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Let’s face it, remembering passwords is a huge problem. As the number of online accounts requiring some level of security we keep grows, remembering the passwords and protecting them becomes an ever greater chore.

Users who can’t remember a password when they need it are either delayed from accessing a service or denied and locked out of their accounts. In either case it’s quite frustrating and doesn’t bode well for the adoption and repeated use of online services. That’s why the Fast Identity Online (FIDO) Alliance wants to create a new method for authentication. As described on its Web site, FIDO wants to develop specifications “that define an open, scalable, interoperable set of mechanisms that supplant reliance on passwords to securely authenticate users of online services.”  In other words, FIDO wants to replace the “what you know” aspect of security with the “what you have” aspect of security, and namely in the case of mobile devices – a fingerprint.

Members of FIDO includes PayPal, Lenovo, and Google. So this is a standards organization with some clout. Apparently that will be proven in less than six months time when an Android phone will come to market featuring a fingerprint scanner with FIDO certification.

Of course Apple turned a lot of heads when it launched the iPhone 5s with a fingerprint scanner just last month. Used to unlock the device as well as authorize iTunes and App Store purchases, it will save users from having to key in their password and still enjoy a degree of security. This served as a sort of market field test for FIDO, as they witnessed the reaction to the new technology (even though it’s not the first time a fingerprint scanner has been featured on a phone, the Motorola Atrix had one – but the iPhone is much more popular as a product). Here’s the security and privacy concerns that came up as a result of Apple’s Touch ID and why FIDO may face challenges in seeing mass adoption of fingerprints as security tokens.

Security – it can be hacked

Hackers have claimed victory over the Touch ID security saying it can be easily broken. The crack that many are pointing to is shared by a German group, Chaos Computer Club, which details how they created a fake finger, based on a photo of a fingerprint from the iPhone’s glass surface. Here’s a description of the method:

 First, the fingerprint of the enroled user is photographed with 2400 dpi resolution. The resulting image is then cleaned up, inverted and laser printed with 1200 dpi onto transparent sheet with a thick toner setting. Finally, pink latex milk or white woodglue is smeared into the pattern created by the toner onto the transparent sheet. After it cures, the thin latex sheet is lifted from the sheet, breathed on to make it a tiny bit moist and then placed onto the sensor to unlock the phone. This process has been used with minor refinements and variations against the vast majority of fingerprint sensors on the market.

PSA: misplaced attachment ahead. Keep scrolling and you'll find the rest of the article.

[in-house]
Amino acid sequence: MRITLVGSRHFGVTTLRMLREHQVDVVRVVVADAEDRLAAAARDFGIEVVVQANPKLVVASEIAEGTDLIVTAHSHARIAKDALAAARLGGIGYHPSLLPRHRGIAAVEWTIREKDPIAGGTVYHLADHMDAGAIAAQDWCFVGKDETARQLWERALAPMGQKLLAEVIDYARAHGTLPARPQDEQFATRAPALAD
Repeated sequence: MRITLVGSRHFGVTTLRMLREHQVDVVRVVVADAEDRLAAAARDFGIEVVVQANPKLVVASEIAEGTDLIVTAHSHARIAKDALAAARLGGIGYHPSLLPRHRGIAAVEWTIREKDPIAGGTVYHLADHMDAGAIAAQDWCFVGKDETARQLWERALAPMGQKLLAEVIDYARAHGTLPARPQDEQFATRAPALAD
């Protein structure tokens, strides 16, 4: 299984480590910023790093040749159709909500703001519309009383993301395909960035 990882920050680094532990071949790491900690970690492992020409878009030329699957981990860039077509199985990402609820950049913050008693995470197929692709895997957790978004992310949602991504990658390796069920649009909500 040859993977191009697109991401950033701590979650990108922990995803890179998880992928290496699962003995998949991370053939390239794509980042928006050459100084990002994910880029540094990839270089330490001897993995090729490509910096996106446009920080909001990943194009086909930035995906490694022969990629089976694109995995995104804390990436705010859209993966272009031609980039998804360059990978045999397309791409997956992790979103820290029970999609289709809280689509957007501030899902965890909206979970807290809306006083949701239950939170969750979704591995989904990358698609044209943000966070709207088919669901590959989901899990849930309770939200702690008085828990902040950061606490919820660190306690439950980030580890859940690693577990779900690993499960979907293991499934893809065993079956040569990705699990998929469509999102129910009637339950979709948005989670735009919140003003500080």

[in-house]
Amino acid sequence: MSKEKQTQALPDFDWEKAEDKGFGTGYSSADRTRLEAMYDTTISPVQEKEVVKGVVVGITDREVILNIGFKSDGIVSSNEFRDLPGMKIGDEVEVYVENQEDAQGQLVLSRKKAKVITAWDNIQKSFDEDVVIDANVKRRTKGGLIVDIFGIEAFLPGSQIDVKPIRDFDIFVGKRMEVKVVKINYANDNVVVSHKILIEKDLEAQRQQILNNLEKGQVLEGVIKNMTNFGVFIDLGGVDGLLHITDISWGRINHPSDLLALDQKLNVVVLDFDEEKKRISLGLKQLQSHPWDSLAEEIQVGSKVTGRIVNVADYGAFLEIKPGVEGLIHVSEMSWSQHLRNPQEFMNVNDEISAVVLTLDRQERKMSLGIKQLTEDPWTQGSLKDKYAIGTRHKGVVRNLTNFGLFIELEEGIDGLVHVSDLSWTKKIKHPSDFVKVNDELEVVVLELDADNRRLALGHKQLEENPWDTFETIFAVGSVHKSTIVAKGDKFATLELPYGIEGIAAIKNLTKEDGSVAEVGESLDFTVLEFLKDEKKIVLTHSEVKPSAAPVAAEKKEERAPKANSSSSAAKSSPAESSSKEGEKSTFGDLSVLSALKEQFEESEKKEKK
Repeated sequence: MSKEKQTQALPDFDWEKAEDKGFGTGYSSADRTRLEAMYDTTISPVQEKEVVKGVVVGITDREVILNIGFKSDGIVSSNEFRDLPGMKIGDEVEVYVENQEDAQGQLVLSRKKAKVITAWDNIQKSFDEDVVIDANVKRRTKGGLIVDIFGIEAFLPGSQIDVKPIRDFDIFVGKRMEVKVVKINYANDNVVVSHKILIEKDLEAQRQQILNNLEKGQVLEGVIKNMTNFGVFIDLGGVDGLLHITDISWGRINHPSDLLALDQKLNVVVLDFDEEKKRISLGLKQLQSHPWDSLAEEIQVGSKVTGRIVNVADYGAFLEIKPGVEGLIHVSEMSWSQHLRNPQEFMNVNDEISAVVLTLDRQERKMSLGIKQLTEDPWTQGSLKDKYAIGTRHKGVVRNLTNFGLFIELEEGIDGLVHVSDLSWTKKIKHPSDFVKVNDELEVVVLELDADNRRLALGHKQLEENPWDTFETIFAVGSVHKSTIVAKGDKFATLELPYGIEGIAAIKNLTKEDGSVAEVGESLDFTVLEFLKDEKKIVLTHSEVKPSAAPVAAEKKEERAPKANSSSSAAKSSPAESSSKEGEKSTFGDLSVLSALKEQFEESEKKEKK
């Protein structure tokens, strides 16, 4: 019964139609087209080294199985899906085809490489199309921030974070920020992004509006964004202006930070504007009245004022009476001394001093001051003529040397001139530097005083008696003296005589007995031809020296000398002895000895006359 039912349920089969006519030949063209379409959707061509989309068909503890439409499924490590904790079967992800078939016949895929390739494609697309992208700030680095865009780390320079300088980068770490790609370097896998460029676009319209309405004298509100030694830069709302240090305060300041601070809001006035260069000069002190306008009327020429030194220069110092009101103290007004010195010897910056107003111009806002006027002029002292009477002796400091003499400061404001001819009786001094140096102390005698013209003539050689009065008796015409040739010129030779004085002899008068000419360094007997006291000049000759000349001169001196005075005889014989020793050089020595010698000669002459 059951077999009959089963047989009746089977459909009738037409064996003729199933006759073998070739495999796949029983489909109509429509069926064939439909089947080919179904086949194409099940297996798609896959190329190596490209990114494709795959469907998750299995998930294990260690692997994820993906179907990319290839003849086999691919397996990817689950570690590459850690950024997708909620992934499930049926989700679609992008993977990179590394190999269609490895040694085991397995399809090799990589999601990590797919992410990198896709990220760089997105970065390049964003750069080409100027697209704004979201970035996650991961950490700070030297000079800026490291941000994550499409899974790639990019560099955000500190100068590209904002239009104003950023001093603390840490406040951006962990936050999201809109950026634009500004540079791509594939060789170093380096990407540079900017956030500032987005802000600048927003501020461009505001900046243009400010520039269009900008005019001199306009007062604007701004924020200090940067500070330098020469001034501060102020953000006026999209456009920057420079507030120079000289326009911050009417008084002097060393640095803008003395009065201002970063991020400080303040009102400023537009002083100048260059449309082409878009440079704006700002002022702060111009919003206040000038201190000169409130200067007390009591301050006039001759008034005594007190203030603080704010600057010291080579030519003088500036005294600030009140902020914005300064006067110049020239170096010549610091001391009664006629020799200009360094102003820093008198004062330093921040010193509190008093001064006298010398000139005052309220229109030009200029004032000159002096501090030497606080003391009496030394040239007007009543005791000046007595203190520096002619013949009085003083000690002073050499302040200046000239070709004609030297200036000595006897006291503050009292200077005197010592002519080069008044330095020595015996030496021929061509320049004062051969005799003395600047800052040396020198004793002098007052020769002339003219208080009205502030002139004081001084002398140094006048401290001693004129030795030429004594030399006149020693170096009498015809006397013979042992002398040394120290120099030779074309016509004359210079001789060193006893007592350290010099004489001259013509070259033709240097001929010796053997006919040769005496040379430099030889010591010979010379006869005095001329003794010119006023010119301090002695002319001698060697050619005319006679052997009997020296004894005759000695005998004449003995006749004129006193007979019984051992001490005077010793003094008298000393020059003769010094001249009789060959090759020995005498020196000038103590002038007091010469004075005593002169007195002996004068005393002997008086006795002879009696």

The hack is demonstrated in a couple of short videos as well as a longer demonstration that showcases the full method. There’s also a step by step tutorial on the club’s site. Below, a demonstration that another person can use a latex mould of a fingerprint to unlock the phone:

Many users may still feel fingerprint security is still good enough. After all, not everyone is adept at making a fake fingerprint out of a latex mould. A fingerprint scan could still protect against access by a casual thief or someone that happens to pick up a lost device. Plus with Apple’s iCloud features, you can remotely lock or wipe a device.

Privacy – the NSA will put me in a database

With the iPhone 5s launching right in the midst of the scandal surrounding the National Security Agency’s (NSA’s) surveillance programs that were overstepping reasonable bounds of privacy, it was inevitable people would both joke about the fingerprint scanner including an NSA backdoor, and seriously fret about it. But the fact is that any useful fingerprint database used for law enforcement has all 10 fingerprints stored in it, not just one or two. Plus, while the iPhone 5s scanner is said to be more detailed than previous scanners on consumer devices, it’s really just storing a few data points to describe that fingerprint, not the detailed scan of it.

For Apple’s part, it says that it doesn’t store fingerprint scans in the cloud, but instead stays on the device. So it would actually be quite difficult for the NSA to collect all those fingerprints from Apple.

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  • Well I think this is not surprising. As soon as Apple release the fingerprint scanner many developers would definitely put up their tries to make such fingerprint scanners apps and most of the smartphone companies will also adapt these features.

  • gisabun

    I think iOS 7.0.2 which fixed the initial problem has a new problem related to the fingerprint scanner. Until the problem is fixed, I ain’t using finger print scanning technologies.